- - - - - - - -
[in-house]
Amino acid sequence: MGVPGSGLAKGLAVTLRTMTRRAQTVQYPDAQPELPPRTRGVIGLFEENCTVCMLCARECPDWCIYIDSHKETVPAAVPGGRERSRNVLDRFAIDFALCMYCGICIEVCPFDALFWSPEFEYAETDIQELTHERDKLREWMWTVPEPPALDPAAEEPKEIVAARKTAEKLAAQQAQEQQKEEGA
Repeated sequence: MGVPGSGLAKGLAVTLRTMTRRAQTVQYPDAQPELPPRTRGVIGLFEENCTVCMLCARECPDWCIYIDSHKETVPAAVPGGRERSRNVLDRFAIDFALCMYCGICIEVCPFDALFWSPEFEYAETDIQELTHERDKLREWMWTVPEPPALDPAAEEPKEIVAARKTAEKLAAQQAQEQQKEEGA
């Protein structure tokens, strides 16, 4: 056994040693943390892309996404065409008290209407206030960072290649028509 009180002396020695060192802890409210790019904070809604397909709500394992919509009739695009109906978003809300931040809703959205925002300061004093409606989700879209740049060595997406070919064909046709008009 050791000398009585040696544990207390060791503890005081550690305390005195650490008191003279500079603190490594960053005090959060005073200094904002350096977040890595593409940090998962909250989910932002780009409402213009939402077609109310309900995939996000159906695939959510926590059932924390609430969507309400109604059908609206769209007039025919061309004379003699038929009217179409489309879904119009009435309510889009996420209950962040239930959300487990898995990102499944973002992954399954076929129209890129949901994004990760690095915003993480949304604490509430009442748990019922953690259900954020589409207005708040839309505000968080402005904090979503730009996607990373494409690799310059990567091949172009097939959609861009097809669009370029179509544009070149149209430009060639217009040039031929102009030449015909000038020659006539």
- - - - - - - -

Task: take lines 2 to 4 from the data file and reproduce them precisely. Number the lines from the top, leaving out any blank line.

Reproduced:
Amino acid sequence: MGVPGSGLAKGLAVTLRTMTRRAQTVQYPDAQPELPPRTRGVIGLFEENCTVCMLCARECPDWCIYIDSHKETVPAAVPGGRERSRNVLDRFAIDFALCMYCGICIEVCPFDALFWSPEFEYAETDIQELTHERDKLREWMWTVPEPPALDPAAEEPKEIVAARKTAEKLAAQQAQEQQKEEGA
Repeated sequence: MGVPGSGLAKGLAVTLRTMTRRAQTVQYPDAQPELPPRTRGVIGLFEENCTVCMLCARECPDWCIYIDSHKETVPAAVPGGRERSRNVLDRFAIDFALCMYCGICIEVCPFDALFWSPEFEYAETDIQELTHERDKLREWMWTVPEPPALDPAAEEPKEIVAARKTAEKLAAQQAQEQQKEEGA
């Protein structure tokens, strides 16, 4: 056994040693943390892309996404065409008290209407206030960072290649028509 009180002396020695060192802890409210790019904070809604397909709500394992919509009739695009109906978003809300931040809703959205925002300061004093409606989700879209740049060595997406070919064909046709008009 050791000398009585040696544990207390060791503890005081550690305390005195650490008191003279500079603190490594960053005090959060005073200094904002350096977040890595593409940090998962909250989910932002780009409402213009939402077609109310309900995939996000159906695939959510926590059932924390609430969507309400109604059908609206769209007039025919061309004379003699038929009217179409489309879904119009009435309510889009996420209950962040239930959300487990898995990102499944973002992954399954076929129209890129949901994004990760690095915003993480949304604490509430009442748990019922953690259900954020589409207005708040839309505000968080402005904090979503730009996607990373494409690799310059990567091949172009097939959609861009097809669009370029179509544009070149149209430009060639217009040039031929102009030449015909000038020659006539």